It's still unknown exactly why these strange dreams can accompany fevers, but experts have a few theories. "We don't exactly know why fever makes dreams more vivid and disturbing, although one theory is that the brain doesn't process sensations normally when we have a fever," Beth Malow, MD, a professor in the department of neurology and pediatrics and director of the sleep disorders division at Vanderbilt University Medical Center, tells Health.

Dr. Malow says fever dreams are believed to be more frequent during the rapid eye movement (REM) stage of sleep. Most dreams occur during REM sleep in any case, but there's also a connection to temperature. "We don't regulate our body temperature during REM sleep as well as we do during other stages of sleep, and temperature can swing out of control," Dr. Malow says. Dr. Rodriguez adds, "if we get a spike in fever during REM sleep, we may feel more uncomfortable and have micro-arousals (shifts between deep and light sleep). This increases the likelihood of us remembering our dreams."

Of course, there's also a possibility that fever dreams might not always be dreams—or at least not as we know them. "We know in other medical conditions, such as encephalopathies [diseases that affect the function or structure of the brain], people may have hallucinations," says Dr. Rodriguez. "It is possible that hallucinations may be a form of 'awake dreaming' in those specific circumstances. The same could be said for when we have a fever."

The fragmented sleep that someone gets while sick may also contribute to strange dreams. "Having a fever is an unstable state that will fragment our sleep," says Dr. Rodriguez. "We know that patients with severe sleep apnea or narcolepsy, which both have a form of sleep fragmentation, have a tendency to remember more of their dreams." He also points out that whether we have a fever or not, we usually remember the dreams that are more disturbing, such as nightmares.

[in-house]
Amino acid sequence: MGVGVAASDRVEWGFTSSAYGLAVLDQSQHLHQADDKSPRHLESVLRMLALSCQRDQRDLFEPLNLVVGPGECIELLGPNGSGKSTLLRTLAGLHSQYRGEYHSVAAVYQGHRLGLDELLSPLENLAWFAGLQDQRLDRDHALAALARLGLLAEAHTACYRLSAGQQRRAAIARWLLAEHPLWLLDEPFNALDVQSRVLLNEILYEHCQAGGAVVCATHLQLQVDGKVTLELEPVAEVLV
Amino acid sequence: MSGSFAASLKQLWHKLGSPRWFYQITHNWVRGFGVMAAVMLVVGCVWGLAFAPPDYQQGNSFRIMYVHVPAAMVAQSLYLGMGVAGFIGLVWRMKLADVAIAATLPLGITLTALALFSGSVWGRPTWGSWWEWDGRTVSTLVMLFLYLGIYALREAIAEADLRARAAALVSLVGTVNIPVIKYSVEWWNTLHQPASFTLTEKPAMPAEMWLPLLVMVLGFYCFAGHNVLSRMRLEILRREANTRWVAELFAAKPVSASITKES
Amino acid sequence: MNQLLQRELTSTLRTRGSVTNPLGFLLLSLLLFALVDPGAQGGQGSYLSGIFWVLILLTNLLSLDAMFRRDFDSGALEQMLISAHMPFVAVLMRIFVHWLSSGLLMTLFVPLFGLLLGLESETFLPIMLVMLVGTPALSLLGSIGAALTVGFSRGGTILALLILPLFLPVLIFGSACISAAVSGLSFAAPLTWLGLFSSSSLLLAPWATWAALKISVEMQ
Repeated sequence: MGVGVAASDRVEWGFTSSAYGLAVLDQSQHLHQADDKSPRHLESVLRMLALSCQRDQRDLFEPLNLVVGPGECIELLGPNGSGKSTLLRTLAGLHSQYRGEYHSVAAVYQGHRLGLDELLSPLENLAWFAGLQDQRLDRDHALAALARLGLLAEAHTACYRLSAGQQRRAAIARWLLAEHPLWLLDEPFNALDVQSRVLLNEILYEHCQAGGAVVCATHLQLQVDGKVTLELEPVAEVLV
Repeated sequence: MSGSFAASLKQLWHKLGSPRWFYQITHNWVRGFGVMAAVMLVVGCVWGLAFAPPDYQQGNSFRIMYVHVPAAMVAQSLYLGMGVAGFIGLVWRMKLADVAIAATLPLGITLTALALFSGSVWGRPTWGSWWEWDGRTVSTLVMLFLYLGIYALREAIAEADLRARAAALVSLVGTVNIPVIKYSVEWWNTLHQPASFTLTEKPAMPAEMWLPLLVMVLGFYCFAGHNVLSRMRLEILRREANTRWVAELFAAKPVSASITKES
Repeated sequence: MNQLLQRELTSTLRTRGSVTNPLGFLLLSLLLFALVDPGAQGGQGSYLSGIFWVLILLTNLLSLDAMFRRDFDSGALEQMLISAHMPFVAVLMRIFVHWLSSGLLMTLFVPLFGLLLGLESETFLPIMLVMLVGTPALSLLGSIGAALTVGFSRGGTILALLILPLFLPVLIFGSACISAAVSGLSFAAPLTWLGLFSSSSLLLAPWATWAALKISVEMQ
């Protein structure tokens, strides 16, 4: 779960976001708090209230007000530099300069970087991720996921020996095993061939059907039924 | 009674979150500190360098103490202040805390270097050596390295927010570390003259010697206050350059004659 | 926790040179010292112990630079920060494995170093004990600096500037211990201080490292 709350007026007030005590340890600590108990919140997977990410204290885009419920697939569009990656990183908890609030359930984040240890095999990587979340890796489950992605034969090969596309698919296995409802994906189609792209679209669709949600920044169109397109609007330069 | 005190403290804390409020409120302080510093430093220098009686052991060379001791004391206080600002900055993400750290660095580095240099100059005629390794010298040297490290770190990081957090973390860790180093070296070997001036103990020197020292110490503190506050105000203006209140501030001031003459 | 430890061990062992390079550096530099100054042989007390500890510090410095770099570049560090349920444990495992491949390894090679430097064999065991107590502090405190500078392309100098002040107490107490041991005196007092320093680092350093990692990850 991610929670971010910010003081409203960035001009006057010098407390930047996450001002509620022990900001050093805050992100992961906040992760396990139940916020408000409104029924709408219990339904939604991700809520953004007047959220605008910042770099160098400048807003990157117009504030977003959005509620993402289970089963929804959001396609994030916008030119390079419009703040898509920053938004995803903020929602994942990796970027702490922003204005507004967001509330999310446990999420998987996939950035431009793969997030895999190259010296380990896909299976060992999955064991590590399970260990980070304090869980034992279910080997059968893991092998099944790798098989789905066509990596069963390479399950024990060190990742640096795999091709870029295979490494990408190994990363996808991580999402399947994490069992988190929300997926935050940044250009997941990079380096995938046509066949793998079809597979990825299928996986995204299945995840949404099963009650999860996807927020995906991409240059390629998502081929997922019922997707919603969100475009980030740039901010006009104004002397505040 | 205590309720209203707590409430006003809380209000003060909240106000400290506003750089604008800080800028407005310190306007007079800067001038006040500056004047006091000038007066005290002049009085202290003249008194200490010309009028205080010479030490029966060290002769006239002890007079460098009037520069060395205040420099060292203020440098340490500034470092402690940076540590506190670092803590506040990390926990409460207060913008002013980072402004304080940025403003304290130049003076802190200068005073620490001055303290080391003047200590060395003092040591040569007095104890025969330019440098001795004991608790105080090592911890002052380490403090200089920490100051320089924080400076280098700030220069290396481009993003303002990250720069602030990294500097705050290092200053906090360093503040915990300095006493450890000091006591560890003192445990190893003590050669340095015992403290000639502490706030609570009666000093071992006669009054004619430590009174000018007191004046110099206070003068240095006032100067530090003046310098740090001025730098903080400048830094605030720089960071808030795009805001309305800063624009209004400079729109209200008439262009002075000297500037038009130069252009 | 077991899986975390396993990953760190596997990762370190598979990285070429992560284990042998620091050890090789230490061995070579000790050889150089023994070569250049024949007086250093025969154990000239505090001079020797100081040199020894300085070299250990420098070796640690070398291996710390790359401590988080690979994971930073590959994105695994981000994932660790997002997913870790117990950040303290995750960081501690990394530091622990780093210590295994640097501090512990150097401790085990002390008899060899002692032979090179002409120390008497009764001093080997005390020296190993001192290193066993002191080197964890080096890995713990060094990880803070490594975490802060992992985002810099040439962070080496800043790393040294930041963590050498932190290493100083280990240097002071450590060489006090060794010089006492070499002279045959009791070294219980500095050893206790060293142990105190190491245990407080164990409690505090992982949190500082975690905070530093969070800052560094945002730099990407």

And even if you're not ill with a fever right now, you may also still be experiencing strange dreams—especially with the added stress of the coronavirus pandemic. From a psychiatric perspective, dreams are important in understanding unconscious thoughts in the mind, Gail Saltz, MD, an associate professor of psychiatry at the NY Presbyterian Hospital Weill-Cornell School of medicine and host of "Personology" podcast, tells Health. "If interpreted correctly by a patient and doctor working together, a dream can provide a window into unconscious anxieties, fears, desires, etc," Dr. Saltz says. "COVID-19 is worrying for all of us," adds Dr. Rodriguez says. "And if you are sick and have a fever with the disease, your anxiety level may be even higher."

While may not know exactly why a fever may cause vivid or disturbing dreams, and though there's not a sure-fire way to avoid them completely, the more steps you take to control your core body temperature, the more likely you are to get a peaceful night's sleep. That means getting plenty of rest, drinking lots of fluids (preferably water), taking the meds recommended by your doctor, such as ibuprofen or aspirin, taking lukewarm baths or sponging exposed skin with tepid water, and trying to eat nutritious, easily-digestible foods.

Also important: If you're ill with COVID-19 and your fever is a result of that, make sure you self-isolate, manage your symptoms, and keep an eye on how you're feeling. If your condition worsens—like, if you start to experience shortness of breath, or if your fever spikes to over 103 degrees Fahrenheit—seek medical attention ASAP.

The information in this story is accurate as of press time. However, as the situation surrounding COVID-19 continues to evolve, it's possible that some data have changed since publication. While Health is trying to keep our stories as up-to-date as possible, we also encourage readers to stay informed on news and recommendations for their own communities by using the CDC, WHO, and their local public health department as resources.